The Marine Lines Khau Gully leads up to both the nodal railway terminus's of Mumbai and hence you have a steady stream of people coming here for a bite. The crowds made for good television and from a diner's perspective, the constant off-take means that the food is fresh and dependable.


From Mumbai to China. That's Zhan before we started

In Mumbai and in the rest of India for that matter, street food primarily exists to feed the worker-bees of the city. People who are out at work and on the road. Or even those working at offices or shops nearby. Street food is what has traditionally kept up all going till we reach home. In India, unlike in China and large parts of the far east, dinner time is still meant to be spent with one's family and at home.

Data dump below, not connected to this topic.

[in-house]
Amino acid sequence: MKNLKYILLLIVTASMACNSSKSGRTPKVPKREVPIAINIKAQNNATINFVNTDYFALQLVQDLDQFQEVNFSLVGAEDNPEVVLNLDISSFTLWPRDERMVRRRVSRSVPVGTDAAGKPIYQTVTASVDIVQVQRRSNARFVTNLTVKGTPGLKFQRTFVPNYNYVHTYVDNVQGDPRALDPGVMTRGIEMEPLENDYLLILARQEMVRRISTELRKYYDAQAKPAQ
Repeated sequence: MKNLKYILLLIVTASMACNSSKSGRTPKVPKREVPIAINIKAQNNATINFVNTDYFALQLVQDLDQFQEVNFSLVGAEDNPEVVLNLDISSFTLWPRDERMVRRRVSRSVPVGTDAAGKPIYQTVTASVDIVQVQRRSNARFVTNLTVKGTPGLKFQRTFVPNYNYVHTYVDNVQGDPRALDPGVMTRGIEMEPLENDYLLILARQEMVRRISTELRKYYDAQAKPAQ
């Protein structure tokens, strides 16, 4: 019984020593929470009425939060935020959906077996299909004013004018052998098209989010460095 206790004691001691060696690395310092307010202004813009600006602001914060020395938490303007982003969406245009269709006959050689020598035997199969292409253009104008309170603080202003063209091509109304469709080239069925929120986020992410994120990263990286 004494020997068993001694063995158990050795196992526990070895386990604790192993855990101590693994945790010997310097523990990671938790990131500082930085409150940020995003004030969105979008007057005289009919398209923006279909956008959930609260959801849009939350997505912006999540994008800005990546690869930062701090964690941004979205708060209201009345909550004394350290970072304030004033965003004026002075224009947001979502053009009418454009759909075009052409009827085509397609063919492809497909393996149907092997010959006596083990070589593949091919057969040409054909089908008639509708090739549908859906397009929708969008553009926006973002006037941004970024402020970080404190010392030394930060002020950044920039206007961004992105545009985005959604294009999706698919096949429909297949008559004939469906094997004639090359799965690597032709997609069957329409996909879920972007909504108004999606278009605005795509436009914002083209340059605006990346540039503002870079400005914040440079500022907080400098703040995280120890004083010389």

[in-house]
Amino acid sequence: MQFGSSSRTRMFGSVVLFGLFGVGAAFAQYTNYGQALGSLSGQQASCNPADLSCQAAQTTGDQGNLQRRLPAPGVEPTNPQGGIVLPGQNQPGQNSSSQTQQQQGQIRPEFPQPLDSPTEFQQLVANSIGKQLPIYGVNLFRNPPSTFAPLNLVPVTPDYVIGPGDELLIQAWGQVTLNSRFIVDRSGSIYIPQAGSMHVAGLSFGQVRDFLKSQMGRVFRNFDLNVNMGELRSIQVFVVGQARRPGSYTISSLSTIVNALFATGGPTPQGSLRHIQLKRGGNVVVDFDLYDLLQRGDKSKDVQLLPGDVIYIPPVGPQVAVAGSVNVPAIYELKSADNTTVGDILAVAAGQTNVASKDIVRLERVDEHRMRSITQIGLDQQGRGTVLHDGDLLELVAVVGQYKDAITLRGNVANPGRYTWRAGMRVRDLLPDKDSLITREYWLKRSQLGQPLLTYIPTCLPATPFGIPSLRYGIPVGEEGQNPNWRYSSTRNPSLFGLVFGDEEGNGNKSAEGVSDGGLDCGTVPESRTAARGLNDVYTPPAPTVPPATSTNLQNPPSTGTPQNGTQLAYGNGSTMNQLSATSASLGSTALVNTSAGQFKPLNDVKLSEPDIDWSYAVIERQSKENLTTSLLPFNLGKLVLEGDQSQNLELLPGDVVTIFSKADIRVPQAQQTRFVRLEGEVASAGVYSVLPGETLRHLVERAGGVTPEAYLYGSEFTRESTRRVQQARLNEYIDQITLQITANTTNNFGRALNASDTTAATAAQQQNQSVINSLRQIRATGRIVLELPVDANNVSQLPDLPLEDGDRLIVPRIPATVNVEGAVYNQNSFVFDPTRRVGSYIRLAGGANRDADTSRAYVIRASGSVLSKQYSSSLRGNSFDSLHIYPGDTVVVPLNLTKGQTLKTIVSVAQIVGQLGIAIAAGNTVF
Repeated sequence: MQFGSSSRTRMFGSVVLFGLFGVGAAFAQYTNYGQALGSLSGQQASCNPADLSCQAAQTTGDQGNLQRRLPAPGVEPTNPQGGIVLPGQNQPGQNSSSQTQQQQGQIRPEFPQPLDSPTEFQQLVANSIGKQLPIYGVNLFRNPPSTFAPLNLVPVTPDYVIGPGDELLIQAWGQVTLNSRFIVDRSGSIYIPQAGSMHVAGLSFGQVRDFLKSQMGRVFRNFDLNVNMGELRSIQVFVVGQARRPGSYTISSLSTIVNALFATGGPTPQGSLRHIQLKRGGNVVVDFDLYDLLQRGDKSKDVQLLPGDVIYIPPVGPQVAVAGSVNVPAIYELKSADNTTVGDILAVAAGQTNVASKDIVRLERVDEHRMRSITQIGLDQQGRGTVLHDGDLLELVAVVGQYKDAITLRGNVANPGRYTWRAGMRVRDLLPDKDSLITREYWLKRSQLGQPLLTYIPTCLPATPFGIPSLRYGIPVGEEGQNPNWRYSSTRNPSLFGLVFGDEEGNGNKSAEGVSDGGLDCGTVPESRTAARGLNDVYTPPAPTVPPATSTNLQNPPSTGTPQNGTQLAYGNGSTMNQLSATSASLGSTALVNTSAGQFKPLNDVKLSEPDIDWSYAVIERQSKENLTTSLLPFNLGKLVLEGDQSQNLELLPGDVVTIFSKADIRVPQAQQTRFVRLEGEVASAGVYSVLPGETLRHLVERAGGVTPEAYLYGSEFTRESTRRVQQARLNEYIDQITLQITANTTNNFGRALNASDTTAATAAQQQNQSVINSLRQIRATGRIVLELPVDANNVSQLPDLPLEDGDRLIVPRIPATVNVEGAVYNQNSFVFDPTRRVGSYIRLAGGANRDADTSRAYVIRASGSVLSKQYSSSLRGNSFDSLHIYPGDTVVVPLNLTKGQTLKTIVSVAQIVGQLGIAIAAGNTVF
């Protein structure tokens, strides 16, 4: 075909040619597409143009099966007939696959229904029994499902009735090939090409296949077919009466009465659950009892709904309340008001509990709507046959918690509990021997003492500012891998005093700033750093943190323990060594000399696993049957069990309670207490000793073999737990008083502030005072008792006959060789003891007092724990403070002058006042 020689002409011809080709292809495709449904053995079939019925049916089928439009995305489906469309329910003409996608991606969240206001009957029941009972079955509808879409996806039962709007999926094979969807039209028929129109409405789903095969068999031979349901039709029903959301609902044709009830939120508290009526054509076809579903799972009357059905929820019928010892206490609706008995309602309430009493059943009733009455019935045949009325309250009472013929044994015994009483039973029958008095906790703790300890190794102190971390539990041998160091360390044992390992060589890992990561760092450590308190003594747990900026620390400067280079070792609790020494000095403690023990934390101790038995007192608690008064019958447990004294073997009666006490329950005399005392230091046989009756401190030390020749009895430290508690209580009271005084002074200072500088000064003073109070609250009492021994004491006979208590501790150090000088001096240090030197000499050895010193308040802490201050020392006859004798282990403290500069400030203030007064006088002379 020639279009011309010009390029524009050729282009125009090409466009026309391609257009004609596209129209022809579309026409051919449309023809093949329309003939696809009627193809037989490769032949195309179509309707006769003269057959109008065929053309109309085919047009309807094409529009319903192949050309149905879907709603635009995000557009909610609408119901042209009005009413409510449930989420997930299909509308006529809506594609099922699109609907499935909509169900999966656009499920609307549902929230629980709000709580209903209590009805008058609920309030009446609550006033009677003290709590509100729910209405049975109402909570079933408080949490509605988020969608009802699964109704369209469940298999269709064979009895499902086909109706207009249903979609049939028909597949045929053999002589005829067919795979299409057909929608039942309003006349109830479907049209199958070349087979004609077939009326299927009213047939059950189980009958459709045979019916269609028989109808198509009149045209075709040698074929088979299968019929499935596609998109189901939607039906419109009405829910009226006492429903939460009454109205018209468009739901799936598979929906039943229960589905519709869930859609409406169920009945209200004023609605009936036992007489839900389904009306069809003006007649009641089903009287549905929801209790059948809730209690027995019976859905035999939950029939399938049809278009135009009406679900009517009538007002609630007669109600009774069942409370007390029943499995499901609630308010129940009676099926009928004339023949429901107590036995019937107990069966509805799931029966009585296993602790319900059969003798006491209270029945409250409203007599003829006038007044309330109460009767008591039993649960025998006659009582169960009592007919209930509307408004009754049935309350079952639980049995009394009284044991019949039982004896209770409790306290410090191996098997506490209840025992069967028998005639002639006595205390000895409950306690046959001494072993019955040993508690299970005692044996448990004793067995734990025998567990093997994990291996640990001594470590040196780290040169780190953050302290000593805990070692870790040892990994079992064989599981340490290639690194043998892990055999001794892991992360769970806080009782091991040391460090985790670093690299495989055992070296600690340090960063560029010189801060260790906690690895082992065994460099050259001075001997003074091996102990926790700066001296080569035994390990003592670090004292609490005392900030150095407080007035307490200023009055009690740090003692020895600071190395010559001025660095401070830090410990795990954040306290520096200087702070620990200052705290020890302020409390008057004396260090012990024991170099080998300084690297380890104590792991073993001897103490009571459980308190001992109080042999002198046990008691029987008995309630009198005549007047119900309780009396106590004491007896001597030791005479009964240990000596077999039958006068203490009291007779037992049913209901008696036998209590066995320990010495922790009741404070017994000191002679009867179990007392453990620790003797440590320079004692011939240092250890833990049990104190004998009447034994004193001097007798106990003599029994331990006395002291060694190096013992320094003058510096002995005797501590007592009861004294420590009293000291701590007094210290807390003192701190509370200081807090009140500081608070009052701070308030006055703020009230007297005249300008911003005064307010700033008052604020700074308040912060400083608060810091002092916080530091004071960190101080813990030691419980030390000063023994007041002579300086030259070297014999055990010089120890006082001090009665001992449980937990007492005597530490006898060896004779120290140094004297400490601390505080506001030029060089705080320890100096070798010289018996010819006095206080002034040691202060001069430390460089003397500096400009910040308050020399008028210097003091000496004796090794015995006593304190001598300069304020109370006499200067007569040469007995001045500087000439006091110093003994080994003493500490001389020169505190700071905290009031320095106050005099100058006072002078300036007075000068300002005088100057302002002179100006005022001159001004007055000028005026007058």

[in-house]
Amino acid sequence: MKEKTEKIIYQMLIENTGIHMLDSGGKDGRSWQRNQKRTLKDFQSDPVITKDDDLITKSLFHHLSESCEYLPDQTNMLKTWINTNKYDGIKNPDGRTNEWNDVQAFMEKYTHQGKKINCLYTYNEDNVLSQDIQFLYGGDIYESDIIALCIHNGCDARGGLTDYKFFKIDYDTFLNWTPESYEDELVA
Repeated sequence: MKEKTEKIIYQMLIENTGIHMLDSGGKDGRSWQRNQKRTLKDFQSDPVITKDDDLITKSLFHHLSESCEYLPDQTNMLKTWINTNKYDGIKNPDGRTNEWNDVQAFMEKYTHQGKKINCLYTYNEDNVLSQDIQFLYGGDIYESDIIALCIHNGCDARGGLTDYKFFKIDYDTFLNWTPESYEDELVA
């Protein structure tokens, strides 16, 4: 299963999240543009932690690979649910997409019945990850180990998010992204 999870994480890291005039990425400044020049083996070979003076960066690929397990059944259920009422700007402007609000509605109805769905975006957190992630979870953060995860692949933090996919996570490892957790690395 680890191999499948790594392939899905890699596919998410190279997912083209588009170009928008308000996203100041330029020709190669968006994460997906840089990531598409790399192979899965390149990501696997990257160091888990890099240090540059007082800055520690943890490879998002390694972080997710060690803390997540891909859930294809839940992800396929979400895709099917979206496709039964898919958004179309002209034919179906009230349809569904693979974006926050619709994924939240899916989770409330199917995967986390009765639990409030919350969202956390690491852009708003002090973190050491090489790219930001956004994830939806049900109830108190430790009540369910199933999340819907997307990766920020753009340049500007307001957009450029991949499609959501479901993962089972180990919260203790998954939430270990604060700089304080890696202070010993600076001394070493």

Unfortunately the new office complexes of Mumbai, the Saki Nakas and the BKCs and the Malads for example, do not have established khau gullys. Folks working here here have to depend on cafes and restaurants located in office buildings, or on deliveries from the sparse restaurants around for food

Neither option can compare with what the khao gullys, of what is now 'old' Mumbai, offer in terms of price, taste and even freshness in my opinion.

Forty years of experience flavoured the bhel, sev and dahi puri here

Take for example the vada pav, dosa, idli vada, bhel, sev and dahi puri, Manchurian (!) chicken, fried fish head, Malvani chicken curry, liver masala, dal rice, veg toast sandwich, misal pav, sugarcane juice, mango milkshake, tea, coffee, masala doodh, that are on offer at the Marine Lines khau gulley.

Surely a menu cannot get more joyous than this!